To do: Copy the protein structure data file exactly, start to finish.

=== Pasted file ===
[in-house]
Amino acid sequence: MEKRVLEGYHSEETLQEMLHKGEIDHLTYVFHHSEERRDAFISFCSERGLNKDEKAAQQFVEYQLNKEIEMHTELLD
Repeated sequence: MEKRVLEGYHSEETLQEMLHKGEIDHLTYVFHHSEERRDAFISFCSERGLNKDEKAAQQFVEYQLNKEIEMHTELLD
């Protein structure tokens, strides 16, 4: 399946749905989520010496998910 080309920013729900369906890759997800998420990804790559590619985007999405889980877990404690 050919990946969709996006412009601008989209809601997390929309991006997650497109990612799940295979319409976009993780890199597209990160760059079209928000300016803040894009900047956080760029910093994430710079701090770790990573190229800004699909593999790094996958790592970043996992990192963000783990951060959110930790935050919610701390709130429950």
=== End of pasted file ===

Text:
[in-house]
Amino acid sequence: MEKRVLEGYHSEETLQEMLHKGEIDHLTYVFHHSEERRDAFISFCSERGLNKDEKAAQQFVEYQLNKEIEMHTELLD
Repeated sequence: MEKRVLEGYHSEETLQEMLHKGEIDHLTYVFHHSEERRDAFISFCSERGLNKDEKAAQQFVEYQLNKEIEMHTELLD
């Protein structure tokens, strides 16, 4: 399946749905989520010496998910 080309920013729900369906890759997800998420990804790559590619985007999405889980877990404690 050919990946969709996006412009601008989209809601997390929309991006997650497109990612799940295979319409976009993780890199597209990160760059079209928000300016803040894009900047956080760029910093994430710079701090770790990573190229800004699909593999790094996958790592970043996992990192963000783990951060959110930790935050919610701390709130429950």